Friday, June 30, 2006

Movie / The Devil Wears Prada

Comedy. Meryl Streep plays Miranda Priestly, the dictatorial editor of Runway Magazine (loosely based on Anna Wintour, the legendary editor of Vogue) against Anne Hathaway as her young, lovely, naive, underpaid, and overworked second assistant. The two of them carry the story with supporting cast (ably led by Stanley Tucci and Emily Blunt) and walk-ons by major designers. A must-see for anyone in the fashion or luxury goods industry.

See this same review on IMDB.

I found it highly entertaining, with numerous witty remarks, and the audience laughed with me. Andrea Sachs (Hathaway), a recent journalism graduate, shows up to interview for the personal assistant job having never heard of Ms. Priestly. (Already we are suspending disbelief. How many of you have never heard of Anna Wintour? Pity upon your souls!)

After endless demeaning remarks about her lack of fashion sense, the lovely Miss Hathaway learns to dress in dazzling, costly outfits (a lot of Chanel, and far beyond her pitiful salary). The wardrobe staff and consulting designers must have had fun creating these.

The "devil" moniker seems overdone. Priestly may be demanding, arbitrary, and cruel -- a true boss from hell -- but she is in no sense evil or unethical. She's a real person who does what she believes is right, her corporate maneuvering is relatively genteel, and her closet is bigger than many stores!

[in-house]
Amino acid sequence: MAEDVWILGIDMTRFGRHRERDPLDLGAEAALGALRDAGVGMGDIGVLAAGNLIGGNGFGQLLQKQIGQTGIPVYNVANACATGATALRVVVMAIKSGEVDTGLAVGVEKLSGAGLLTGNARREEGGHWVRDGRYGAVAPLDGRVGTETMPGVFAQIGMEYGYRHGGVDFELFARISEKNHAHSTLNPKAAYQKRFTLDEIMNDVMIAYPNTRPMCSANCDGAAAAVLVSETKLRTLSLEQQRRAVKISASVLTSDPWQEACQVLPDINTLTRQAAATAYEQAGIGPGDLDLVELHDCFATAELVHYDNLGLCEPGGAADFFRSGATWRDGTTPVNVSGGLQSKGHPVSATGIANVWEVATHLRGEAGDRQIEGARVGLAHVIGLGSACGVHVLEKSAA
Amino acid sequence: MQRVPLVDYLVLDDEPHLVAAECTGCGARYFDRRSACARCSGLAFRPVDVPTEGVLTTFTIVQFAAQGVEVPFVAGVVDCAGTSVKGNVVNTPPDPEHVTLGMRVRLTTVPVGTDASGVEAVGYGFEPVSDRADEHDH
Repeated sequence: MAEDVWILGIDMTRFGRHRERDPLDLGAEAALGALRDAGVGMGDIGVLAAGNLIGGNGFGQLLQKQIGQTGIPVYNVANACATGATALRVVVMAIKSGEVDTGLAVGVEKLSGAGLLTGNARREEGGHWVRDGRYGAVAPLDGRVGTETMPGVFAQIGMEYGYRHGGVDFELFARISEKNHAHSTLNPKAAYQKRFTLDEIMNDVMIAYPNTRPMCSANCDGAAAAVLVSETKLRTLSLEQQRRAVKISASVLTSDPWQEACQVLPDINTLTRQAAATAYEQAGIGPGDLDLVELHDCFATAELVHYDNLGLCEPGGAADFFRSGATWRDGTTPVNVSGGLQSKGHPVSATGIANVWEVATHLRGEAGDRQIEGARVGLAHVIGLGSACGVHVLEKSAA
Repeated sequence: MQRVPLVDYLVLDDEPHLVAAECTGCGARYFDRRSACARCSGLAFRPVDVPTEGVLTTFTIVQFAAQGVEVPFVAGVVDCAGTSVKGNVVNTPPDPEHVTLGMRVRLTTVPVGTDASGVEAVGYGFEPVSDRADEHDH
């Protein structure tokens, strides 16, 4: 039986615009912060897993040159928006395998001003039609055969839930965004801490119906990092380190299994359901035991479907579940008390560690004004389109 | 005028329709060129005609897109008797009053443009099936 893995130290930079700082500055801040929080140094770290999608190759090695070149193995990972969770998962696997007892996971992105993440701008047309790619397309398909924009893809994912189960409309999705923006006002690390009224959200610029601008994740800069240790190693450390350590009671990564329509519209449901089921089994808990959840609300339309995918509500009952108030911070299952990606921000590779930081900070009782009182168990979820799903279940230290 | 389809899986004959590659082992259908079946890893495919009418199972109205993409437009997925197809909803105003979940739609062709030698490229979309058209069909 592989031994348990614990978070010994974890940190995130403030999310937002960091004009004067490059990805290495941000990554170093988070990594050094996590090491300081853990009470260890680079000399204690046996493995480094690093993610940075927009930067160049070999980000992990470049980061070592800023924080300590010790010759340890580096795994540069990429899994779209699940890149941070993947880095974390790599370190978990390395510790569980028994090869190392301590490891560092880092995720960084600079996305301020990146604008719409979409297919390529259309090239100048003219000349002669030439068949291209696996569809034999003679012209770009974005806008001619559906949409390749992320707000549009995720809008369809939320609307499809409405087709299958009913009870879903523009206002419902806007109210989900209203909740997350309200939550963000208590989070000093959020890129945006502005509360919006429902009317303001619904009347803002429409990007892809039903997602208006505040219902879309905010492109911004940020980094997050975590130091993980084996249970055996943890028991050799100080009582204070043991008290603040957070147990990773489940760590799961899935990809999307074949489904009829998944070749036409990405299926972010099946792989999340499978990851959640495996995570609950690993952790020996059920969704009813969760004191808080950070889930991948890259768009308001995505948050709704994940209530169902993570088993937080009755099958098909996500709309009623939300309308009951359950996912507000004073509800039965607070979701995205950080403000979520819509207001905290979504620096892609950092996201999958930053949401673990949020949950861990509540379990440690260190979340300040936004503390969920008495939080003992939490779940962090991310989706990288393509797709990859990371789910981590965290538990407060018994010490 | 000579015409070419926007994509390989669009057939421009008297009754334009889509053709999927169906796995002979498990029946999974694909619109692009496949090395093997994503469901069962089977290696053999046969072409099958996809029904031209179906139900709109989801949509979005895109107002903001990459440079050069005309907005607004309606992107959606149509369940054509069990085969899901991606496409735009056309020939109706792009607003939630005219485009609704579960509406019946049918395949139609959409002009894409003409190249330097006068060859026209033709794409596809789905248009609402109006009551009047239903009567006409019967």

This film gets 5 out of 5 on acting, directing, production, and editing. Where it's weak is that the plot is milquetoast, really just a "slice of life" of Andrea's most interesting year, as seen through 23-year old eyes. And I felt the ending was a cop-out, wherein she throws it all away after showing herself to be a great master, on the verge of rapid promotion. Her social network should have supported her.

Rated PG-13, sexual situations, language, a few sexy outfits, a tad of kissing, and a non-fatal car accident.

= = = = =
2 days later. The LA Times notes that the film's world of fashion is somewhat unrealistic, since what is "in" now are pieces by less known designers.

The NY Times notes that the book is uniformly venomous towards Priestly (Wintour), while the film softens this by deleting/adding material and portraying her more sympathetically. Viewed in this light it seems almost Machiavellian to give the haughty Priestly to one of our greatest living actresses, Meryl Streep, and Andrea to the ingenue Hathaway, who has heretofore lived mainly on her looks. In an interview Hathaway said she felt upstaged, but learned much. This was a fiendishly clever casting decision, and one that must have the real Anna Wintour laughing with appreciation!

My next question is whether Hathaway will develop more depth and maturity behind her bland persona. I hope so, as her career has many years yet to run.

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